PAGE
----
Through making the film, I had to sit down with my father and my uncle, Erwin’s two sons, and ask them questions, as a film maker that as their son and nephew I couldn’t ask—about his private life. I had not known, for instance that although my grandmother Lena was the great love of his life, in later years he’d taken two mistresses and that the first of these, and the woman whom he adored above all others, was my aunt Kathleen. That he would have introduced his great love to his son in the hope that they would marry, was a surprise to me.

What is it about his life that is most moving for you?
You could say he had the most hideous luck. In the First World War, he was conscripted as an ambulance driver, witnessed horrific scenes, tried to desert and was reported to the authorities by his own mother. He lost his beloved brother and best friend to battle, and his father to syphilis. His inheritance, which ran to millions of Deutschmarks, was worth only pennies after the raging post-war inflation. In the Second World War, he was first interred by the French for being German and then, after the German invasion, he was hounded for being Jewish.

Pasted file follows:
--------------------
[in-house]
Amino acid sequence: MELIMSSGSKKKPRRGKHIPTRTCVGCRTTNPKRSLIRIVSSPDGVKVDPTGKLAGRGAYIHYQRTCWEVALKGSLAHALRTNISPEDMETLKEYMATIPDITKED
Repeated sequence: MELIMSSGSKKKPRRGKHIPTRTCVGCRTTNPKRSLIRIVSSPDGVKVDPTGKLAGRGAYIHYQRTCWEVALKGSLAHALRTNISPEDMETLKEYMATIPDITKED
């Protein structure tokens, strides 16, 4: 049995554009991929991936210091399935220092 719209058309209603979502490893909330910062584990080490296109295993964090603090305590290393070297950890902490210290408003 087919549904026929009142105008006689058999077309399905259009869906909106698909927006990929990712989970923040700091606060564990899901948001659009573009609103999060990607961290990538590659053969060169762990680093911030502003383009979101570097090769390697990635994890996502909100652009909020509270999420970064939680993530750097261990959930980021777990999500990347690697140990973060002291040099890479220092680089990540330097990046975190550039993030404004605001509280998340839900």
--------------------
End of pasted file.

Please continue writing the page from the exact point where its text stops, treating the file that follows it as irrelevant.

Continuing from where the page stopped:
However, you could also say that he was extraordinarily lucky. He survived two World Wars. He escaped France, when other Jews there were sent to their death and he became the highest paid photographer in the word at the age of 50, taking more than 100 covers for Vogue.

For me, what was most moving was his terrible fear of ageing and his extreme dislike of his own appearance. Although you can clearly see how he channeled these obsessions into his work, particularly his self-portraits, it explains for me why in many ways he was a tortured human being.